I take issue with Ernest H. Pullin.
The late Justice Scalia held that the meaning of the original language should control the interpretation of laws.
The Second Amendment of the United States Constitution reads: “A well regulated Militia, being necessary to the security of a free State, the right of the people to keep and bear Arms, shall not be infringed.”
This is 18th century language.
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A well regulated Militia has the meaning of a trained and disciplined Militia. In the 18th century, disciplined implied flogging or the lash. Therefore, the writers would not have used the term which would have been misunderstood.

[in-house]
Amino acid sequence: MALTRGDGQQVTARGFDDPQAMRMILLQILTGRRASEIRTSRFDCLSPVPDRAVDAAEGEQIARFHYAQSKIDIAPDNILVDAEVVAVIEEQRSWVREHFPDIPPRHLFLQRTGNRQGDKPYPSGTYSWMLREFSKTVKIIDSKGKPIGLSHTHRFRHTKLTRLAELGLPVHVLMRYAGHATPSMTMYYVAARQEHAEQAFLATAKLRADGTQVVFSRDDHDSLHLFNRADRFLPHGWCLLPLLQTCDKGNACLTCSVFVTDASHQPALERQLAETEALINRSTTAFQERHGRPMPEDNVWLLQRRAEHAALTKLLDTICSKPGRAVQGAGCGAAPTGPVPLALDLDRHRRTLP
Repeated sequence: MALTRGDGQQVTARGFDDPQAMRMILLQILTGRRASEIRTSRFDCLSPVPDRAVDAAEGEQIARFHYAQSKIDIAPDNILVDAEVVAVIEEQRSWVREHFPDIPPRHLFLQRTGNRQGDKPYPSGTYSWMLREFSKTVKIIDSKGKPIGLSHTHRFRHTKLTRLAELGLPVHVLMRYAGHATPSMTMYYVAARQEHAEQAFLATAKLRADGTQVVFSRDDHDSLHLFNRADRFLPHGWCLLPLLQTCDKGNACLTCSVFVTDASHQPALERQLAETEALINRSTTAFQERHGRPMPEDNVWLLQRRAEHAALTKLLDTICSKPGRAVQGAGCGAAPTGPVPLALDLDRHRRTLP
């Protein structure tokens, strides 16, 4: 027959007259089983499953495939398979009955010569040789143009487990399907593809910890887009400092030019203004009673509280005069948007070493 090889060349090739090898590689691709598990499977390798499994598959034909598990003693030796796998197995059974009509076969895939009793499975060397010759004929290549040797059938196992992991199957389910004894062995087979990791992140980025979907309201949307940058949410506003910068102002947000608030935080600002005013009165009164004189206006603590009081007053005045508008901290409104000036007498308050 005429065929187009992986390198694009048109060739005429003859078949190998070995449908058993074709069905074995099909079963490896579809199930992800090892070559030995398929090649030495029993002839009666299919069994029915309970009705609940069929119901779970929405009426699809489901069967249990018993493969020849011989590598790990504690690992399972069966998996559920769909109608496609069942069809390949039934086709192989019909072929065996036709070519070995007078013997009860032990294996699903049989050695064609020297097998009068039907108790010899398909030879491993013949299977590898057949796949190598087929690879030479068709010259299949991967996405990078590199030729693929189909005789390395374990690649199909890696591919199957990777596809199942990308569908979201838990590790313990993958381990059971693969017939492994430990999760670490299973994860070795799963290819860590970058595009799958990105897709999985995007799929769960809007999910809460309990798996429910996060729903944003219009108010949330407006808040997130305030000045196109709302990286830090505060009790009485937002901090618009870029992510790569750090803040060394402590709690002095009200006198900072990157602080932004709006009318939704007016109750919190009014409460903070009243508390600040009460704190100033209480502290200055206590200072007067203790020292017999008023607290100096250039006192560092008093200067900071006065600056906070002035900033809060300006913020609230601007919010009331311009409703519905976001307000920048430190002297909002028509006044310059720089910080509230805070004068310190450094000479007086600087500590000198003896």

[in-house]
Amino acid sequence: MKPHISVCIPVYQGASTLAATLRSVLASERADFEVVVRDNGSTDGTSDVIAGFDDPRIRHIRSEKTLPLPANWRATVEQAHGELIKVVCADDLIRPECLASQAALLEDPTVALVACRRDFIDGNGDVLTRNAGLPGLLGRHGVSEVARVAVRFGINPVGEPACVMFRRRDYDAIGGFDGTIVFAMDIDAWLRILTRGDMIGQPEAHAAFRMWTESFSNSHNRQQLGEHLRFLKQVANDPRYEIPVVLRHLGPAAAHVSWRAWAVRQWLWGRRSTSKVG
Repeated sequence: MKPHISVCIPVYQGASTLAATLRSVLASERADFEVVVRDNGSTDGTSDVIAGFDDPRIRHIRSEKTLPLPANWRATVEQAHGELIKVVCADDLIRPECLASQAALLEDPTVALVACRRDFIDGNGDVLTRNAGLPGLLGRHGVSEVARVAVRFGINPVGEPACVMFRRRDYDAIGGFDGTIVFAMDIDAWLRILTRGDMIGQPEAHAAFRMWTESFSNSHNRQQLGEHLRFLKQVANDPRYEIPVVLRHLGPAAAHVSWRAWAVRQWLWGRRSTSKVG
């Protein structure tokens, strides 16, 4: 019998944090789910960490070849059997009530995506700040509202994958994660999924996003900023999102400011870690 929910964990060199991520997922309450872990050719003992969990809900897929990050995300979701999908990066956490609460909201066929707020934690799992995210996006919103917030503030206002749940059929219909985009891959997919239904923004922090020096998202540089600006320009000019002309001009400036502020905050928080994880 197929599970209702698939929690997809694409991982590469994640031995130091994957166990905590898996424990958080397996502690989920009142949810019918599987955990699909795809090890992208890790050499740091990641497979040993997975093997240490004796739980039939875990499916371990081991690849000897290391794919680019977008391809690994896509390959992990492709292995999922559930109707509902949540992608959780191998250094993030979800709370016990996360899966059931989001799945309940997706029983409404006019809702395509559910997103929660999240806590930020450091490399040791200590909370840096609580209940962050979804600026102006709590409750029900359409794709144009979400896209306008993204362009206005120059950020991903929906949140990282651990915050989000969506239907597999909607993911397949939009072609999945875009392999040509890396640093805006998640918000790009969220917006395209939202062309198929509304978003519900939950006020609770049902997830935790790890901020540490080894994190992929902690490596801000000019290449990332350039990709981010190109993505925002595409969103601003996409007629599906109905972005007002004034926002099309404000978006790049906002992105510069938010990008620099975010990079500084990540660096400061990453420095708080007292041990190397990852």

A Militia was the armed force of the day. Many countries forbade the standing army in times of peace. Thus the militia was called upon.
The term keep and bear arms in the 18th century did not mean storing a weapon in your home or carrying it around on your person. The term meant that one could serve in the Militia, in 21st century terms, be a part of the military. Bearing arms was about fighting in the army or navy. Thus what the framers were talking about was not preventing persons serving in the military.
In 21st century language the Second Amendment would read: “A trained and disciplined armed force is necessary to the security of a free State; therefore persons who choose to be part of that armed force shall not be prevented from serving.”